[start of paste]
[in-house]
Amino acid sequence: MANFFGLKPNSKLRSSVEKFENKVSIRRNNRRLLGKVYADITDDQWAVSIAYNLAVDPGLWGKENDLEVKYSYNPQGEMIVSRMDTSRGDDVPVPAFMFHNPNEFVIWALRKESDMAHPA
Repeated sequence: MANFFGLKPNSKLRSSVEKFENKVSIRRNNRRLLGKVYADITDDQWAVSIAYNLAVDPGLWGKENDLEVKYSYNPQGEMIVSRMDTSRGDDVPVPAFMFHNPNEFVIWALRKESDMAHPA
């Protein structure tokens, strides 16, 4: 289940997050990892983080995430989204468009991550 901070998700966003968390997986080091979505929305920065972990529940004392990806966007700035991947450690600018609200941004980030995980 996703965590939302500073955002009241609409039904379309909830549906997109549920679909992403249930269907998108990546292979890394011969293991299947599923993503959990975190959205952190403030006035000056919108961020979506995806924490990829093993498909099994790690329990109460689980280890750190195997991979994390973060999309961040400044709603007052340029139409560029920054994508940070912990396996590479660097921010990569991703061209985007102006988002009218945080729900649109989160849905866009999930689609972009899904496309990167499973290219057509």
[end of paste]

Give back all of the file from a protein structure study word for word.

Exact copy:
[in-house]
Amino acid sequence: MANFFGLKPNSKLRSSVEKFENKVSIRRNNRRLLGKVYADITDDQWAVSIAYNLAVDPGLWGKENDLEVKYSYNPQGEMIVSRMDTSRGDDVPVPAFMFHNPNEFVIWALRKESDMAHPA
Repeated sequence: MANFFGLKPNSKLRSSVEKFENKVSIRRNNRRLLGKVYADITDDQWAVSIAYNLAVDPGLWGKENDLEVKYSYNPQGEMIVSRMDTSRGDDVPVPAFMFHNPNEFVIWALRKESDMAHPA
């Protein structure tokens, strides 16, 4: 289940997050990892983080995430989204468009991550 901070998700966003968390997986080091979505929305920065972990529940004392990806966007700035991947450690600018609200941004980030995980 996703965590939302500073955002009241609409039904379309909830549906997109549920679909992403249930269907998108990546292979890394011969293991299947599923993503959990975190959205952190403030006035000056919108961020979506995806924490990829093993498909099994790690329990109460689980280890750190195997991979994390973060999309961040400044709603007052340029139409560029920054994508940070912990396996590479660097921010990569991703061209985007102006988002009218945080729900649109989160849905866009999930689609972009899904496309990167499973290219057509």